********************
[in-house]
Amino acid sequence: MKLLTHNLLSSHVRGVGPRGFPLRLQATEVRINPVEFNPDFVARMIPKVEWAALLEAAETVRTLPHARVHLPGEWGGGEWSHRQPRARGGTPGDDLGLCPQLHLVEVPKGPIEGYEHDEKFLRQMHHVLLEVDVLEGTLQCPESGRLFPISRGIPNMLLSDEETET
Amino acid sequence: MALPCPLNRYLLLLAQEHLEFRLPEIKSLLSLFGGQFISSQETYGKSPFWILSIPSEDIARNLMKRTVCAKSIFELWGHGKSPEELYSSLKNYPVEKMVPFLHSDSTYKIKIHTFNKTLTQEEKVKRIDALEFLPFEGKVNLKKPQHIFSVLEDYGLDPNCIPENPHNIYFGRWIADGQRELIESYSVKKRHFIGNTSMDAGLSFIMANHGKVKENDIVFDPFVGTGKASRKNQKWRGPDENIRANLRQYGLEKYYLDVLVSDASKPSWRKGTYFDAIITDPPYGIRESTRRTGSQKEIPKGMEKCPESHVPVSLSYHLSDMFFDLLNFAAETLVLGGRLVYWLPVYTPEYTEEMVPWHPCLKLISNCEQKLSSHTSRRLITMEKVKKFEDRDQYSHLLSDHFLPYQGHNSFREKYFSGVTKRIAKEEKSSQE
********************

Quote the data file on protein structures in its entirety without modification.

[in-house]
Amino acid sequence: MKLLTHNLLSSHVRGVGPRGFPLRLQATEVRINPVEFNPDFVARMIPKVEWAALLEAAETVRTLPHARVHLPGEWGGGEWSHRQPRARGGTPGDDLGLCPQLHLVEVPKGPIEGYEHDEKFLRQMHHVLLEVDVLEGTLQCPESGRLFPISRGIPNMLLSDEETET
Amino acid sequence: MALPCPLNRYLLLLAQEHLEFRLPEIKSLLSLFGGQFISSQETYGKSPFWILSIPSEDIARNLMKRTVCAKSIFELWGHGKSPEELYSSLKNYPVEKMVPFLHSDSTYKIKIHTFNKTLTQEEKVKRIDALEFLPFEGKVNLKKPQHIFSVLEDYGLDPNCIPENPHNIYFGRWIADGQRELIESYSVKKRHFIGNTSMDAGLSFIMANHGKVKENDIVFDPFVGTGKASRKNQKWRGPDENIRANLRQYGLEKYYLDVLVSDASKPSWRKGTYFDAIITDPPYGIRESTRRTGSQKEIPKGMEKCPESHVPVSLSYHLSDMFFDLLNFAAETLVLGGRLVYWLPVYTPEYTEEMVPWHPCLKLISNCEQKLSSHTSRRLITMEKVKKFEDRDQYSHLLSDHFLPYQGHNSFREKYFSGVTKRIAKEEKSSQE